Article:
A student-run resource for reliable reports on the latest law and technology news
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Privacy Concerns in the Sharing Economy: The Case of Uber 

By Sabreena Khalid – Edited by Insue Kim

Recent revelations about Uber’s disconcerting use of personal user information have exposed the numerous weaknesses in Uber’s Privacy Policy. The lack of regulation in the area, coupled with the sensitive nature of personal information gathered by Uber, makes the issue one requiring immediate attention of policy makers.

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San Francisco Court Considers Google’s Search and Ad Services Free Speech

By Jens Frankenreiter – Edited by Henry Thomas

A San Francisco court dismissed a lawsuit against Google, treating Google’s search and advertisement services as constitutionally protected free speech. The lawsuit alleged an antitrust violation based on unfavorable treatment of a website in Google’s search results, and on the withdrawal of third-party advertisement from the website. In throwing out the lawsuit, the court applied California’s “anti-SLAPP” law, which allows quick dismissal of lawsuits against acts protected as free speech.

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EU Unitary Patent System Challenge Unsustainable: Advocate General

By Saukshmya Trichi – Edited by Ashish Bakshi

The Advocate General of the Court of Justice of the European Union has rendered an opinion on Spain’s challenges to regulations implementing the European Unitary Patent System. The Advocate General opines that the challenges must be dismissed as the system is intended to provide genuine benefit in terms of uniformity and integration, and safeguard the principle of legal certainty, while the choice of languages reduces translation costs considerably.

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California Sex Offender Internet Identification Law Held Unenforceable

By Jesse Goodwin – Edited by Michael Shammas

The 9th Circuit Court of Appeals affirmed a district court ruling granting a preliminary injunction prohibiting of the Californians Against Sexual Exploitation (“CASE”) Act. In a unanimous ruling, a three-judge panel held that requiring sex offenders provide written notice of “any and all Internet identifiers” within 24 hours to the police likely imposed an unconstitutional burden on protected speech.

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Congress Fails to Pass Act Limiting Collection of Phone Metadata

By Henry Thomas – Edited by Paulius Jurcys

The Senate failed to reach closure and bring the USA FREEDOM Act to a vote. The Act would have extended provisions of the Patriot Act, but would have sharply curtailed the executive’s authority to collect phone conversation metadata. While the bill had broad popular support, the vote failed largely along party lines, passing the onus of drafting and approving a new bill onto the next congressional session.

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President Bush Signs PRO-IP Act
S. 3325

On Monday, October 14, President Bush signed into law the Prioritizing Resources and Organization for Intellectual Property Act, also known as the PRO-IP Act, S. 3325. The PRO-IP Act steepens penalties for IP infringement and increases resources to the DOJ to coordinate state and federal efforts against counterfeiting and piracy.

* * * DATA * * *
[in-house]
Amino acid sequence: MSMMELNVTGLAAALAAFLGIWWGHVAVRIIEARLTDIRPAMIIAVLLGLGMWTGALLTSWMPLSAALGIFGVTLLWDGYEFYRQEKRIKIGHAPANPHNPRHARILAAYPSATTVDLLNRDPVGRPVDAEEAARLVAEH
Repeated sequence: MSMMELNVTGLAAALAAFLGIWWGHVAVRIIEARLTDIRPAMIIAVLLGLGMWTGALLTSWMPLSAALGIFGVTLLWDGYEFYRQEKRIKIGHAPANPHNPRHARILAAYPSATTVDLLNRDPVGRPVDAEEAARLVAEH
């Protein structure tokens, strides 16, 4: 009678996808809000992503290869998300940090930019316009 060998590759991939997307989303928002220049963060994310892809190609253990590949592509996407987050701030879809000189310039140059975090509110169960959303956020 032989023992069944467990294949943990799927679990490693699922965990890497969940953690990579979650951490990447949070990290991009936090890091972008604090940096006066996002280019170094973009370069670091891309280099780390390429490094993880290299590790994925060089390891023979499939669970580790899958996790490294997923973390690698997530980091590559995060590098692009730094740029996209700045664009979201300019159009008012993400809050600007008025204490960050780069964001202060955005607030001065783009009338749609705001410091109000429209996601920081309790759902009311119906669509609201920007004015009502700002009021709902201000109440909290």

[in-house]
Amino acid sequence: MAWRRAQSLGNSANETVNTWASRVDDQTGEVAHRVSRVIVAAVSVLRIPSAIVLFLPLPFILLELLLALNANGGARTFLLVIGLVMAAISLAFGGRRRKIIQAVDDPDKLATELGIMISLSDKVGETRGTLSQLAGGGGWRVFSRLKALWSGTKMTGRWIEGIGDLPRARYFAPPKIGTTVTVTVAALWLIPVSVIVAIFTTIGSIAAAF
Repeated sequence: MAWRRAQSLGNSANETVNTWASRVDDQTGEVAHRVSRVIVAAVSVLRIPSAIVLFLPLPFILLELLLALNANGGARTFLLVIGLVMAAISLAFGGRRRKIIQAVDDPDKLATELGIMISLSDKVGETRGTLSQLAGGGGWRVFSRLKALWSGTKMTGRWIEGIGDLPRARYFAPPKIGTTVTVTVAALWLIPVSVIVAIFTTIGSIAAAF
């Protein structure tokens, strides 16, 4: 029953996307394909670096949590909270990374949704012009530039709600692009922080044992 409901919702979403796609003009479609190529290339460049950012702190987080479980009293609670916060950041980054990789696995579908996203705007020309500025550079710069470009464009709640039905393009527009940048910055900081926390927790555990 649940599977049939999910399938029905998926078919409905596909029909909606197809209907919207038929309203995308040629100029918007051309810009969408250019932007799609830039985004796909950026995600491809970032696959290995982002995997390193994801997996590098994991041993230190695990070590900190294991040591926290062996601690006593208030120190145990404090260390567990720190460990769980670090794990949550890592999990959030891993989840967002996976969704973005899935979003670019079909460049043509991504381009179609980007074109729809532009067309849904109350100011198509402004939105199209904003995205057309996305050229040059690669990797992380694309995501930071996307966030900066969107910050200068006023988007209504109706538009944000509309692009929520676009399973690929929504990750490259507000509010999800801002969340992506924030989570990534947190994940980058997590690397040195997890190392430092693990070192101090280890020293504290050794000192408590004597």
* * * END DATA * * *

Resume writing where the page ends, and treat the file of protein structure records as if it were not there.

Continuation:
Although opposed by the DOJ, the Act also provides for a “U.S. Intellectual Property Enforcement Coordinator” position within the Executive Office of the President, which commentators are referring to as a “Copyright Czar.” However, another controversial provision, which would have authorized the Attorney General to seek civil copyright infringement remedies for private copyright owners, was removed from the final bill.

5th Circuit Ruling May Endanger Patent Rocket Docketin the Eastern District of Texas
In Re: Volkswagen of America Inc.
5th Circuit, October 10, 2008, No. 07-40058
Slip opinion

In a 10-7 en banc decision, the Fifth Circuit issued a writ of mandamus ordering the transfer of a product liability case from the U.S. District Court for the Eastern District of Texas to the U.S. District Court for the Northern District of Texas.  The court held that the district court judge John Ward had abused his discretion when he denied a motion to transfer from the Eastern District, which had no connection to the parties, witnesses, or facts of the case, to the Northern District, which had extensive connections to the parties, witnesses, and facts of the case.  The dissent argued that the majority was misusing mandamus in violation of Supreme Court precedent, characterizing the district court judge’s order as nonappealable.

Commentators note the ramification of the court’s order on the common practice of filing patent suits in the notoriously plaintiff-friendly “rocket docket” Eastern District.  Under the majority’s reasoning, it may become easier for defendants to seek changes of venue.

German Courts Rule That Google Image Thumbnails Infringe on Copyright

Google has recently lost two copyright suits in Germany, where the courts have ruled that Google’s use of thumbnails of copyrighted images in its image search engine constitutes infringement.  Google plans to appeal.

These rulings stand in contrast to U.S. precedent, such as the Ninth Circuit’s holding, in Perfect 10 v. Amazon, that Google’s use of image thumbnails was a fair use.  Similarly, eBay has seen divergent international outcomes with respect to trademark infringement claims. The S.D.N.Y. ruling in Tiffany v. eBay held that eBay did not have to increase its efforts to police trademark infringers, while courts in Germany and France instead ruled in favor of luxury brands Rolex and Louis Vuitton.

Posted On Oct - 14 - 2008 Comments Off READ FULL POST

District Court Extends TRO Against RealDVD Until Nov. 17th
By Andrew Ungberg –- Edited by Jon Choate

RealNetworks, Inc. v. DVD Copy Control Ass’n
N.D. Cal., October 7, 2008, No. C 08 04548 HRL
Court Docket provided by Justia

On Tuesday, October 7th, Judge Marilyn Hall Patel announced she would not disturb a temporary restraining order in place against RealNetworks (“Real”), pending a preliminary injunction hearing in mid-November.  The order blocks Real from selling RealDVD, a software program that allows users to copy DVDs to a computer or portable hard drive and watch them later without the physical disk.